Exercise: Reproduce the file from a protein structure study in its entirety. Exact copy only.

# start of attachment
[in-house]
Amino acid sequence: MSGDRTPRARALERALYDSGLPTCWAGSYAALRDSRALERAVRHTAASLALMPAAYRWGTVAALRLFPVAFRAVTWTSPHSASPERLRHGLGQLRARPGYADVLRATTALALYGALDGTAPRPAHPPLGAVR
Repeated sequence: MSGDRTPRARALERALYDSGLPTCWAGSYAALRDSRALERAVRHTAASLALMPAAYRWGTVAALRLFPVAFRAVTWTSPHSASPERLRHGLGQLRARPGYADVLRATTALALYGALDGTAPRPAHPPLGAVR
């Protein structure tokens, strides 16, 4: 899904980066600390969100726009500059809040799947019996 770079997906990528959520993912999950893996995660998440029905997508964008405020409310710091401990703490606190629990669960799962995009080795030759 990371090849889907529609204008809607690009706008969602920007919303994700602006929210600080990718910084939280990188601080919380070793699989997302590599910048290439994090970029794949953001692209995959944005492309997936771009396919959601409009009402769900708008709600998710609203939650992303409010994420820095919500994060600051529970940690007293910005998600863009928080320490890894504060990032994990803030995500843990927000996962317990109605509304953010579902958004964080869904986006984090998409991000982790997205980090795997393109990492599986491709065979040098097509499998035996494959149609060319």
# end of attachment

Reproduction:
[in-house]
Amino acid sequence: MSGDRTPRARALERALYDSGLPTCWAGSYAALRDSRALERAVRHTAASLALMPAAYRWGTVAALRLFPVAFRAVTWTSPHSASPERLRHGLGQLRARPGYADVLRATTALALYGALDGTAPRPAHPPLGAVR
Repeated sequence: MSGDRTPRARALERALYDSGLPTCWAGSYAALRDSRALERAVRHTAASLALMPAAYRWGTVAALRLFPVAFRAVTWTSPHSASPERLRHGLGQLRARPGYADVLRATTALALYGALDGTAPRPAHPPLGAVR
């Protein structure tokens, strides 16, 4: 899904980066600390969100726009500059809040799947019996 770079997906990528959520993912999950893996995660998440029905997508964008405020409310710091401990703490606190629990669960799962995009080795030759 990371090849889907529609204008809607690009706008969602920007919303994700602006929210600080990718910084939280990188601080919380070793699989997302590599910048290439994090970029794949953001692209995959944005492309997936771009396919959601409009009402769900708008709600998710609203939650992303409010994420820095919500994060600051529970940690007293910005998600863009928080320490890894504060990032994990803030995500843990927000996962317990109605509304953010579902958004964080869904986006984090998409991000982790997205980090795997393109990492599986491709065979040098097509499998035996494959149609060319």